EmmittDale
EmmittDale

Best analysis that I have heard, and I doubt anyone could forge a logical argument against it. Kudos.

JCC1962
JCC1962

@tobywalker03 I stand corrected, after a little research I find that it was NFC West 2010 Seahawks with a 7-9 record. It bumped both/either the Giants & Bucs who both had 10-6 records. The system is flawed.

JCC1962
JCC1962

@tobywalker03 I suppose you like the 7-9 division winner from the NFC north a few years ago? Do you believe they really deserved a home playoff game?

Frostbite
Frostbite

@Rickapolis I would actually like to see that but no byes. Have the first two rounds be intra division then always have the East winner play the South and the North play the West. Finally the winners of those two games play for the conference championship then the superbowl

BillMarkley
BillMarkley

@JayKerosetz That is exactly what I was thinking.  The Colts have three loosing teams in their division and were 6-0 against them.  Put them in any other division and they are 4-2 in the division and 9-7 overall but he is making an argument they should be a higher seed because they play in the weakest division.  That does not make sense.

jackal5
jackal5

@RockyFortune That's missing the point and putting words in his mouth. He's not saying Arizona should leapfrog Green Bay and make the playoffs which is what would happen in your one conference idea. Each division would still get representation in the playoffs. I'm also confused about why the logic of a team with a better record should get a higher seed is so difficult for you to follow.

thepatrat
thepatrat

@JCC1962@thepatratYou are right about the parity rule - which I think is wonderful since it has brought us so many Brady-Manning bowls over the year.  However note I said, "14 of 16 remaining games" and "exactly the same opponents".  I stand behind "essentially an even playing field" because the parity rule only accounts for 2 games, teams do not always perform consistently from year to year (see Houston), and it is purposely designed to make it a little bit tougher for good teams to maintain supremacy in their division and a little easier for bad teams to improve.  There is no such purposeful design when comparing two random teams from different divisions.  As to your concern about the 13-3 or 14-2 wild card team, their record indicates that they played two games against one strong divisional opponent but says nothing about the strength of the rest of their schedule.  All the rest of their opponents could be weak.  Under new seeding rules I could devise a scenario in which an 12-4 wild card, with a really weak schedule hosts a 11-5 division winner with the toughest schedule in the league.  We can trade scenarios all day because the reality is you are comparing apples to oranges (teams with potentially very different schedules).  You have a point about avoiding meaningless games at the end but reseeding would not eliminate the problem entirely, and in the KC case it would have lowered the stakes in its games with Denver earlier in the season. Bottom line: If you want a home game you've got to do better than the 3 teams with nearly the identical schedule.  That seems fair to me!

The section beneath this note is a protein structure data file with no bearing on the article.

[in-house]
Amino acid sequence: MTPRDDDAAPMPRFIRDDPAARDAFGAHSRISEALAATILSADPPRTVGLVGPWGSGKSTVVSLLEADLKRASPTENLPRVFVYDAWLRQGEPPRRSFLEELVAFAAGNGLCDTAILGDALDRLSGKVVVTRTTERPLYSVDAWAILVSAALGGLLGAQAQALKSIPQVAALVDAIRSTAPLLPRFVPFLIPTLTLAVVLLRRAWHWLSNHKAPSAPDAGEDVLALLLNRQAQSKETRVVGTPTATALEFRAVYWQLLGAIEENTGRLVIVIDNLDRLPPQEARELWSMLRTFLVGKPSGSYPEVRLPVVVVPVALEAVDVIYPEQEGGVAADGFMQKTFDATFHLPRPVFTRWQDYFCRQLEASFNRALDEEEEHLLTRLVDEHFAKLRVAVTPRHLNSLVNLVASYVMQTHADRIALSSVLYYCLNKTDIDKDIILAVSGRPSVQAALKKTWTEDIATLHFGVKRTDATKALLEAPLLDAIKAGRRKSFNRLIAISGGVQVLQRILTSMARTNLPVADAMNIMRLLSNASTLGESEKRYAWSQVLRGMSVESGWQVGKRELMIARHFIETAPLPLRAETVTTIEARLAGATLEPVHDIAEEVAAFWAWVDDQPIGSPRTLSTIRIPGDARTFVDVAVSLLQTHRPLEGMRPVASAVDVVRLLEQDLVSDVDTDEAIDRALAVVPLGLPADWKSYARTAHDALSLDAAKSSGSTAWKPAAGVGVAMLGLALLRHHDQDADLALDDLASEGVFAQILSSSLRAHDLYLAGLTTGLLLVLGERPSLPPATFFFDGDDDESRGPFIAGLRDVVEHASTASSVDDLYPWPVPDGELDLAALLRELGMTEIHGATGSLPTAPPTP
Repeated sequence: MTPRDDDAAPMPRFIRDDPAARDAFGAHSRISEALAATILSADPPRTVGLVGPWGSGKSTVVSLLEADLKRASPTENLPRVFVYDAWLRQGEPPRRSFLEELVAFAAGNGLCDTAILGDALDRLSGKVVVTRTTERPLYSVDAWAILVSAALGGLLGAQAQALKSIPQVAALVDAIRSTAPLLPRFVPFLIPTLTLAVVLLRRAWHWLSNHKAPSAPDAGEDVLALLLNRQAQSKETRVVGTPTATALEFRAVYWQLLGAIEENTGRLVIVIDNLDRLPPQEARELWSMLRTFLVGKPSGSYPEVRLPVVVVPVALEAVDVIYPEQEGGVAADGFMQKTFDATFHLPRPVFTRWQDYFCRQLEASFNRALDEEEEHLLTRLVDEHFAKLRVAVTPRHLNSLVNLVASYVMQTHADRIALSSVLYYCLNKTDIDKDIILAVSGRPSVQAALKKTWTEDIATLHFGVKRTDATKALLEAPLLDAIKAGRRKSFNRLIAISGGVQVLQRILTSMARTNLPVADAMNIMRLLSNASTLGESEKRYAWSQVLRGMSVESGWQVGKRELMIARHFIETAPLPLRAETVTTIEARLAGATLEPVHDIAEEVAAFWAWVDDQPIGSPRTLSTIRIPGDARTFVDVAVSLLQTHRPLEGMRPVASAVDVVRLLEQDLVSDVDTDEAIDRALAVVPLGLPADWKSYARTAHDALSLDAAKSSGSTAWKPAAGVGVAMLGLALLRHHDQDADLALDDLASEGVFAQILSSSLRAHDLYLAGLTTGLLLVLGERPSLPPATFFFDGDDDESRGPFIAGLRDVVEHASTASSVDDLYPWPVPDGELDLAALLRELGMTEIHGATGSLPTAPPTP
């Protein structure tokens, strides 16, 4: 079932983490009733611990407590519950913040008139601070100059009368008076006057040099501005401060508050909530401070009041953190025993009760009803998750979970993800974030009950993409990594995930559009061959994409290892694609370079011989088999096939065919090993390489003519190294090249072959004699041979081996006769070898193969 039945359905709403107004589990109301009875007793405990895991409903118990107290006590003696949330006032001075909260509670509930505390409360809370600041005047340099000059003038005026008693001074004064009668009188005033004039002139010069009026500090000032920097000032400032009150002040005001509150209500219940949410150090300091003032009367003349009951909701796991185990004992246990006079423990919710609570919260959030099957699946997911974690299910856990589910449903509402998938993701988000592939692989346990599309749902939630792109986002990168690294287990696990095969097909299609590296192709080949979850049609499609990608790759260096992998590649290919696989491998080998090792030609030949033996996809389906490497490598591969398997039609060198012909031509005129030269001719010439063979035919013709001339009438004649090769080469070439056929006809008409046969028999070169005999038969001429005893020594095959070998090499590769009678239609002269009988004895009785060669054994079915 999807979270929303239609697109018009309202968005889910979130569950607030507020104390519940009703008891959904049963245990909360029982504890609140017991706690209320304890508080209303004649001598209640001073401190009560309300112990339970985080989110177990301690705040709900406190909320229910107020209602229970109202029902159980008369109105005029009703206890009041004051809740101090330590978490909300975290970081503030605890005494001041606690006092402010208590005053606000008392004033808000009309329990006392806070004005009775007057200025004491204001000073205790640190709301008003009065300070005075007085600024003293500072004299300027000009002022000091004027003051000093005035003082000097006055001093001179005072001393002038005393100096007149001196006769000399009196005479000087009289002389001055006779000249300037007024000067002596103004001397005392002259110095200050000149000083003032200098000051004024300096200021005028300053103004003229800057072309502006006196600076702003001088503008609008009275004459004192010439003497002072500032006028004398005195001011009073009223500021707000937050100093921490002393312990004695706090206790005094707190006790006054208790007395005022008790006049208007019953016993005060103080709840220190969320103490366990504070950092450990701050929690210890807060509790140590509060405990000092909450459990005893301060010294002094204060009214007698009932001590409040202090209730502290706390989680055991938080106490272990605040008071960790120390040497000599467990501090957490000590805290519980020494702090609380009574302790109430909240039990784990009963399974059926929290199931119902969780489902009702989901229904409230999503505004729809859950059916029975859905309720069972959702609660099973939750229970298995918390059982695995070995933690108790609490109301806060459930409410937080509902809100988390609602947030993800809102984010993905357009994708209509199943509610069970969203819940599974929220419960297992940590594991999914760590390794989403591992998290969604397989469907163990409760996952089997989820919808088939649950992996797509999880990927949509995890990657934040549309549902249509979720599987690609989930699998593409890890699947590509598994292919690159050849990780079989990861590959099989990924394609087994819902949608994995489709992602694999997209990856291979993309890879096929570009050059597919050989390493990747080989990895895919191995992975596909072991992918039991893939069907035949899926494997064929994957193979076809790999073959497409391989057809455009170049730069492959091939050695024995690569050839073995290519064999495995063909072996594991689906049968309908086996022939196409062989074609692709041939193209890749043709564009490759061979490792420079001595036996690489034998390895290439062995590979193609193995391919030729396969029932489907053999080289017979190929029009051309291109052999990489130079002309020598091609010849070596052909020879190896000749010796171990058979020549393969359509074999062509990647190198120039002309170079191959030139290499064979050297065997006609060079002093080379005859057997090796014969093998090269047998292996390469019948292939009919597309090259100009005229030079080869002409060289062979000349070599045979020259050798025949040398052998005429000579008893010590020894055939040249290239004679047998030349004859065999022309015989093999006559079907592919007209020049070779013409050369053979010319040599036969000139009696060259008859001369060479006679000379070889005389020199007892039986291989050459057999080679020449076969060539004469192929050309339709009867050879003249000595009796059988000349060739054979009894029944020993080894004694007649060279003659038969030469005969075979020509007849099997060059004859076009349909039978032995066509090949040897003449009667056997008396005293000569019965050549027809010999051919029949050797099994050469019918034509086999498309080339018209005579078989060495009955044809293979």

Frostbite
Frostbite

@JCC1962 @tobywalker03 As a Buc Fan I wish we made the playoffs that year but we were not the best team, were not even the 2nd best in our division so we really had no beef.

Frostbite
Frostbite

@jackal5 @RockyFortune Jackal, the logic is easy enough to follow, see if you can follow this logic: They are trying to determine the best team, if you finish in second place you are not the best team because there is 1 team better than you who has played a very similar schedule to you. A fist place team no matter their record is the best team from that group. As such the 2nd place team should be thankful the NFL has 6 playoff spots.

Paulland81
Paulland81

@jrunner746@Frostbite@JCC1962@tobywalker03You can't be certain the 10-6 Bucs were a better team than the 7-9 Seahawks unless they played the same opponents. Not to mention, this happened once (7-9 team winning a division). I don't see the sense in overhauling a system when these perceived inequities happen infrequently. Divisions need to mean something, otherwise, get rid of them like so many other posters have stated.

jrunner746
jrunner746

@Frostbite @JCC1962 @tobywalker03 Maybe YOU didn't. I am willing to bet that most of your fellow Bucs fans would have vehemently disagreed with you and some probably questioned if you were a "true fan." So don't say "we" because I find it hard to believe that most your fellow fans "had no beef."